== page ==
Joseph Stiglitz: Today's Market Behavior Shouldn't Be a Surprise

The Nobel prize-winning economist dissects the U.S. economy to explain what caused its spiral into recession.

January 01, 2009

| by Joyce Routson

Like a pathologist who examines cells and tissue to determine what ails the patient, economist Joseph Stiglitz has been dissecting the U.S. economy to find out what caused its spiral into recession.

The Nobel prize-winning economist admonished regulators and Wall Street for not paying enough attention to the lessons of history during a speech before almost 200 students Jan. 22, at Stanford GSB.

“The Great Depression led to new insights into how periods of unemployment could persist and led to the conclusion that markets are not self-adjusting,” he said.

Yet the idea that something might be wrong with unchecked free markets was forgotten during the tech bubble and the housing bubble that saw high employment rates. “It raises questions: are markets as efficient and innovative as market advocates claim?”

Stiglitz, now a professor at Columbia University, in 2001 was awarded the Nobel Prize in economics for his analyses of markets with asymmetric information. Sharing the honor were former Business School Dean Michael Spence and George A. Akerlof of the University of California, Berkeley. The threesome’s idea was that the “invisible hand” of the market cannot always be relied upon to get prices right.

They proved markets aren’t always fully informed. “The invisible hand often seems invisible because it’s not there,” Stiglitz said. “Markets are not totally efficient.”

In this recent economic crisis, financial markets misallocated capital and mismanaged risk, he said. The notion that allowing people to take on more risk propels the economy forward didn’t work.

Stiglitz excoriated lenders for selling mortgages that pushed homeowners into taking risks that set them up for failures, such as negative amortization loans. “The more you borrow the richer you’ll be?” he asked incredulously. And mortgages offered to people who clearly couldn’t afford them? “Giving away money to low-income individuals is usually not the standard business model for most banks.”

Wall Street and regulators didn’t pay attention to economic fundamentals during the housing boom, he said. “Americans’ income was going down as the price of housing was going up. Eventually you were going to run into problems.”

The United States exported some of its toxic mortgages; had it not sent some of them to Europe via complex securitization, its downturn would have been far worse, Stiglitz wrote in Newsweek late last year.

He likened bundling bad products (low-rated securities) into good ones to create profitable products, to turning lead into gold. “The problem was one of intellectual incoherence. They created new products to transform financial markets yet based the risk assessment on data from before the creation of new products,” he said.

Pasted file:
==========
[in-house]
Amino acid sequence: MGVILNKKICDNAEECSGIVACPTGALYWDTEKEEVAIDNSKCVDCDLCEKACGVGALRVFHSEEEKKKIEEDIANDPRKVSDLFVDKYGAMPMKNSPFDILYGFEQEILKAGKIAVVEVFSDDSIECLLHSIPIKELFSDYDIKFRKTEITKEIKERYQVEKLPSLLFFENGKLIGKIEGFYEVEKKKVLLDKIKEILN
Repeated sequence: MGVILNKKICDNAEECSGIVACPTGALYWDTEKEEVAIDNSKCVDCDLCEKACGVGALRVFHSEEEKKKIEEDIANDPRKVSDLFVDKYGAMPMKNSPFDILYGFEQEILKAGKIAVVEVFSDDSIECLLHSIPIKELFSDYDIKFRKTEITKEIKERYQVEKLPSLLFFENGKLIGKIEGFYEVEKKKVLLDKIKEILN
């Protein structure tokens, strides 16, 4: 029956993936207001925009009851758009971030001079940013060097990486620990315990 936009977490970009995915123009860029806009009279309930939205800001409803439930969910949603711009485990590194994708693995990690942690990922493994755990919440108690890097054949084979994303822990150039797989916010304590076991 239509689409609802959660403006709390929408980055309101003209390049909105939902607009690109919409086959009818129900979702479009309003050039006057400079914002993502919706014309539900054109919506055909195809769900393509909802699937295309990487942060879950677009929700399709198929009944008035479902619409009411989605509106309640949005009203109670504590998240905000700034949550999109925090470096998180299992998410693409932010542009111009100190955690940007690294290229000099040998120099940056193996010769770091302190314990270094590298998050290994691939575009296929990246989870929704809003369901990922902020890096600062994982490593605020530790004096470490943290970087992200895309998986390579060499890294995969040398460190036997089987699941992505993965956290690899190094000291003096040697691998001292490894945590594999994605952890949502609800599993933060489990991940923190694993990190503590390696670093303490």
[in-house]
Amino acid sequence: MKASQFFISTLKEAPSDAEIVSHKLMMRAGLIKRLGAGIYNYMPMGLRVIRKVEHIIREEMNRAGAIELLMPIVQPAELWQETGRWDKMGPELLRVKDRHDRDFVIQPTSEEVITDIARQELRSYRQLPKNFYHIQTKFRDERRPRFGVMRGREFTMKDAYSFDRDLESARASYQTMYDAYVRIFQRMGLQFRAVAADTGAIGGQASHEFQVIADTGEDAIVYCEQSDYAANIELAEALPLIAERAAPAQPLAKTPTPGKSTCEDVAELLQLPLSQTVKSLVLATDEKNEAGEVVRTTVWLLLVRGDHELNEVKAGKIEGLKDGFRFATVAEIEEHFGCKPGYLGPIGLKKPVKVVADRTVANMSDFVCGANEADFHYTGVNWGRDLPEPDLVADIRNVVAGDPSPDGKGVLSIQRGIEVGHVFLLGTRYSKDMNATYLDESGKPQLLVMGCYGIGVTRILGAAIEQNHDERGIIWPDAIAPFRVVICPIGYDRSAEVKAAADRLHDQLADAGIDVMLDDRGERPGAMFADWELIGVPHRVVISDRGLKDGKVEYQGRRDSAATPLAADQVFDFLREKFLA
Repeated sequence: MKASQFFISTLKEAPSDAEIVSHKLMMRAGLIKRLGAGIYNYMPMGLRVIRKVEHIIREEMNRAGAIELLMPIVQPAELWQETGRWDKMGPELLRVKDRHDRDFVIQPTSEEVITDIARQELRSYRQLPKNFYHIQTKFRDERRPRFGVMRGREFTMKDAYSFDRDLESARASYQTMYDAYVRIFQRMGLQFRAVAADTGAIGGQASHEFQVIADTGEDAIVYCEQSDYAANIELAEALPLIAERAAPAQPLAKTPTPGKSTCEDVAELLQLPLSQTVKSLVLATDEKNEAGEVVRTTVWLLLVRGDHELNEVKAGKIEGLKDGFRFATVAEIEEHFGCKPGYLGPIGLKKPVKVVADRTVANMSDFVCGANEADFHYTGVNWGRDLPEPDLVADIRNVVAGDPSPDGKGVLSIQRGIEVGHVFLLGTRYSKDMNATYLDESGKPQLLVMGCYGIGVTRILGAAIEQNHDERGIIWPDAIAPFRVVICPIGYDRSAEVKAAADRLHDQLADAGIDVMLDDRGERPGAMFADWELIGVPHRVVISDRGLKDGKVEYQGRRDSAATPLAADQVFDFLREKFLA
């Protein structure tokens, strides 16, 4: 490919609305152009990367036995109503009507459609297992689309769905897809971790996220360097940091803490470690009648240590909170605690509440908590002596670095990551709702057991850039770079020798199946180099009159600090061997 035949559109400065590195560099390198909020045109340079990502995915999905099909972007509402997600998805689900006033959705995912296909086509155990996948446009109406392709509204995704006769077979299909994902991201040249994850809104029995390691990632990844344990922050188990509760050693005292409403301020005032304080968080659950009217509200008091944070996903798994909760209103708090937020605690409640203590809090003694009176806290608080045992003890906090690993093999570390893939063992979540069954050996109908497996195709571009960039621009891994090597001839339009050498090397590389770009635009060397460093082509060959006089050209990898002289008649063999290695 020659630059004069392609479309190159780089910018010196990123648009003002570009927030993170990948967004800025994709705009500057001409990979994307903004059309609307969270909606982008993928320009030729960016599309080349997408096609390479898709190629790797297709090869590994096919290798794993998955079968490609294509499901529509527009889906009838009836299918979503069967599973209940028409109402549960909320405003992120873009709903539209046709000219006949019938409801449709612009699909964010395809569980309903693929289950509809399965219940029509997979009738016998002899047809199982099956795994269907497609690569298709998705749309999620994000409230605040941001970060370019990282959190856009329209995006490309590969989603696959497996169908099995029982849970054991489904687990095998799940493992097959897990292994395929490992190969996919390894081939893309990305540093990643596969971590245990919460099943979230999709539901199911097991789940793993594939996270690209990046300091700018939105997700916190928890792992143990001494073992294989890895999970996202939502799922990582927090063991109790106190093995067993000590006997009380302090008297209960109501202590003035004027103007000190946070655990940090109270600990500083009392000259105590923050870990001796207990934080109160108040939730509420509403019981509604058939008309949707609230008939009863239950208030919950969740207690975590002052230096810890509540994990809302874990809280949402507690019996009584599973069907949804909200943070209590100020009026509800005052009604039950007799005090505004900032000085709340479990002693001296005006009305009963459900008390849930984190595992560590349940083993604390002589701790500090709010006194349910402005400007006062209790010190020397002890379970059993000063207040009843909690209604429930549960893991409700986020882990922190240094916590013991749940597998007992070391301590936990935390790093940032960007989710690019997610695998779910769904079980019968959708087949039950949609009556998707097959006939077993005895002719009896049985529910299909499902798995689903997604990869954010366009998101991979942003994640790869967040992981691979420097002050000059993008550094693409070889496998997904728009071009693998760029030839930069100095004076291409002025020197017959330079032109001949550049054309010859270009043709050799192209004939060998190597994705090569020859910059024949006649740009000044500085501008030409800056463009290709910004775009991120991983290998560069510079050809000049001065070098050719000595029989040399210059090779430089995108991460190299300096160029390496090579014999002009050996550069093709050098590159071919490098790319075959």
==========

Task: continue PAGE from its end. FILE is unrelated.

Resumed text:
Along with financial markets that misallocated capital and transferred risk to those less able to bear it, Stiglitz blamed the economic crisis on the failure of regulators to act to stem spendthrift patterns. “There was a party going on and no one wanted to be a party pooper.” But along with bad lending and bad monetary policy, there were three other contributory factors at the corporate level: poorly designed incentives, inadequate compensation and nontransparency into accounting policies and products.

He called for fundamental reform, starting with the banks that have received federal bailout funds being forced to sell foreclosures that give homebuyers a fair chance. Changing the current situation where imports exceed exports is the only way to address reform globally, he added.

Long-term, he was pessimistic about some of the steps the U.S. government has taken to stem the downturn, such as injecting capital into the banking system. “It’s very worrisome that some of the ways we are getting out of the crisis is exacerbating the problem. Making banks bigger should make us uneasy,” he said. And making the Federal Reserve, whose balance sheet has risen to $3 trillion from $800 billion, the lender of first — instead of last — resort is “deeply troubling to our political and economic processes.”

More recently, Stiglitz has written several opinion pieces arguing that tax breaks for business — except when closely linked to additional investment — shouldn’t be part of a stimulus package. What’s needed, he told the audience, is “regulatory change in incentives so those in the financial markets don’t engage in the same bad behavior.”

Stiglitz’ appearance was as part of the Business School’s Global Management Program’s Global Speaker Series. His most recent book is, The Three Trillion Dollar War: The True Cost of the Iraq Conflict, co-authored with Linda Bilmes.

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